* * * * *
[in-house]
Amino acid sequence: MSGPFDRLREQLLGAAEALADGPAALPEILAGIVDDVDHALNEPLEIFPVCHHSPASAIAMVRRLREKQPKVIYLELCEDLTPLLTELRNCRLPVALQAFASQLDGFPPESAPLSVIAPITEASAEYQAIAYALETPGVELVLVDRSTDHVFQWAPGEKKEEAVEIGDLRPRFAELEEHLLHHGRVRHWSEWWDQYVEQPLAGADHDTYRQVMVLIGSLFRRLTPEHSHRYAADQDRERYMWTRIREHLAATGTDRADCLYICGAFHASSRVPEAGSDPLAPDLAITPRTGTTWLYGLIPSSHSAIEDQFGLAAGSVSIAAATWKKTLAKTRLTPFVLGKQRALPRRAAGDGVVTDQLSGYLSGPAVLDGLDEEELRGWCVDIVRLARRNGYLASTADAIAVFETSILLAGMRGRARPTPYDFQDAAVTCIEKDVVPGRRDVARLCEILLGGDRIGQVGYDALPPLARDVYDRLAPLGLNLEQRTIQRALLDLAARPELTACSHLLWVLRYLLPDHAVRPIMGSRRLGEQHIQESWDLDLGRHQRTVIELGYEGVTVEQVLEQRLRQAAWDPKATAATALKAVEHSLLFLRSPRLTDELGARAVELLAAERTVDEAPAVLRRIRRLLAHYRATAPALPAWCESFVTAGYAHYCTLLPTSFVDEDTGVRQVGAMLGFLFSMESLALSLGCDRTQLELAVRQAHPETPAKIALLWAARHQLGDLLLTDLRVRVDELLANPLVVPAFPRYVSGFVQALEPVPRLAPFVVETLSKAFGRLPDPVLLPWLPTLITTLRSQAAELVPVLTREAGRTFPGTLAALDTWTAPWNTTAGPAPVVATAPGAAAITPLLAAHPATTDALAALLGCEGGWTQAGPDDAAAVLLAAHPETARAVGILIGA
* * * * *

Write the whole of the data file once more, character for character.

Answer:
[in-house]
Amino acid sequence: MSGPFDRLREQLLGAAEALADGPAALPEILAGIVDDVDHALNEPLEIFPVCHHSPASAIAMVRRLREKQPKVIYLELCEDLTPLLTELRNCRLPVALQAFASQLDGFPPESAPLSVIAPITEASAEYQAIAYALETPGVELVLVDRSTDHVFQWAPGEKKEEAVEIGDLRPRFAELEEHLLHHGRVRHWSEWWDQYVEQPLAGADHDTYRQVMVLIGSLFRRLTPEHSHRYAADQDRERYMWTRIREHLAATGTDRADCLYICGAFHASSRVPEAGSDPLAPDLAITPRTGTTWLYGLIPSSHSAIEDQFGLAAGSVSIAAATWKKTLAKTRLTPFVLGKQRALPRRAAGDGVVTDQLSGYLSGPAVLDGLDEEELRGWCVDIVRLARRNGYLASTADAIAVFETSILLAGMRGRARPTPYDFQDAAVTCIEKDVVPGRRDVARLCEILLGGDRIGQVGYDALPPLARDVYDRLAPLGLNLEQRTIQRALLDLAARPELTACSHLLWVLRYLLPDHAVRPIMGSRRLGEQHIQESWDLDLGRHQRTVIELGYEGVTVEQVLEQRLRQAAWDPKATAATALKAVEHSLLFLRSPRLTDELGARAVELLAAERTVDEAPAVLRRIRRLLAHYRATAPALPAWCESFVTAGYAHYCTLLPTSFVDEDTGVRQVGAMLGFLFSMESLALSLGCDRTQLELAVRQAHPETPAKIALLWAARHQLGDLLLTDLRVRVDELLANPLVVPAFPRYVSGFVQALEPVPRLAPFVVETLSKAFGRLPDPVLLPWLPTLITTLRSQAAELVPVLTREAGRTFPGTLAALDTWTAPWNTTAGPAPVVATAPGAAAITPLLAAHPATTDALAALLGCEGGWTQAGPDDAAAVLLAAHPETARAVGILIGA